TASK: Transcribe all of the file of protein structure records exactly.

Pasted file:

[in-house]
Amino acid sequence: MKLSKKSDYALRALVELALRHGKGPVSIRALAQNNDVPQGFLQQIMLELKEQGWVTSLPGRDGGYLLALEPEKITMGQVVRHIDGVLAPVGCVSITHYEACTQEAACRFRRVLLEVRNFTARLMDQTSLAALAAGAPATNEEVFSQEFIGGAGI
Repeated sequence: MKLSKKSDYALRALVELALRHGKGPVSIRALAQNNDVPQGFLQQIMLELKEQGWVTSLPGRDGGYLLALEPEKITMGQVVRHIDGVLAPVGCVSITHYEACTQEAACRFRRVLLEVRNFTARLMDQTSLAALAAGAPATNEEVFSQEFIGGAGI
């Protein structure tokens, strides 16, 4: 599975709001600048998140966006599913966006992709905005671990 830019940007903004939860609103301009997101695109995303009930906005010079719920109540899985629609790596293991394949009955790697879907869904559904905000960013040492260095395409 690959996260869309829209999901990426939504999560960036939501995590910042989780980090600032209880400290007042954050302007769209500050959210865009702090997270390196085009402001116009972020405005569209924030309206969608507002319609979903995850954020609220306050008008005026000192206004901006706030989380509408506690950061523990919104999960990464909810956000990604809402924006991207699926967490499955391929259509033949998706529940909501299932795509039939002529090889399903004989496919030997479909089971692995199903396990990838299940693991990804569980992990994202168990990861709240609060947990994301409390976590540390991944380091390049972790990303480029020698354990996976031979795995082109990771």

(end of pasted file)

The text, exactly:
[in-house]
Amino acid sequence: MKLSKKSDYALRALVELALRHGKGPVSIRALAQNNDVPQGFLQQIMLELKEQGWVTSLPGRDGGYLLALEPEKITMGQVVRHIDGVLAPVGCVSITHYEACTQEAACRFRRVLLEVRNFTARLMDQTSLAALAAGAPATNEEVFSQEFIGGAGI
Repeated sequence: MKLSKKSDYALRALVELALRHGKGPVSIRALAQNNDVPQGFLQQIMLELKEQGWVTSLPGRDGGYLLALEPEKITMGQVVRHIDGVLAPVGCVSITHYEACTQEAACRFRRVLLEVRNFTARLMDQTSLAALAAGAPATNEEVFSQEFIGGAGI
């Protein structure tokens, strides 16, 4: 599975709001600048998140966006599913966006992709905005671990 830019940007903004939860609103301009997101695109995303009930906005010079719920109540899985629609790596293991394949009955790697879907869904559904905000960013040492260095395409 690959996260869309829209999901990426939504999560960036939501995590910042989780980090600032209880400290007042954050302007769209500050959210865009702090997270390196085009402001116009972020405005569209924030309206969608507002319609979903995850954020609220306050008008005026000192206004901006706030989380509408506690950061523990919104999960990464909810956000990604809402924006991207699926967490499955391929259509033949998706529940909501299932795509039939002529090889399903004989496919030997479909089971692995199903396990990838299940693991990804569980992990994202168990990861709240609060947990994301409390976590540390991944380091390049972790990303480029020698354990996976031979795995082109990771």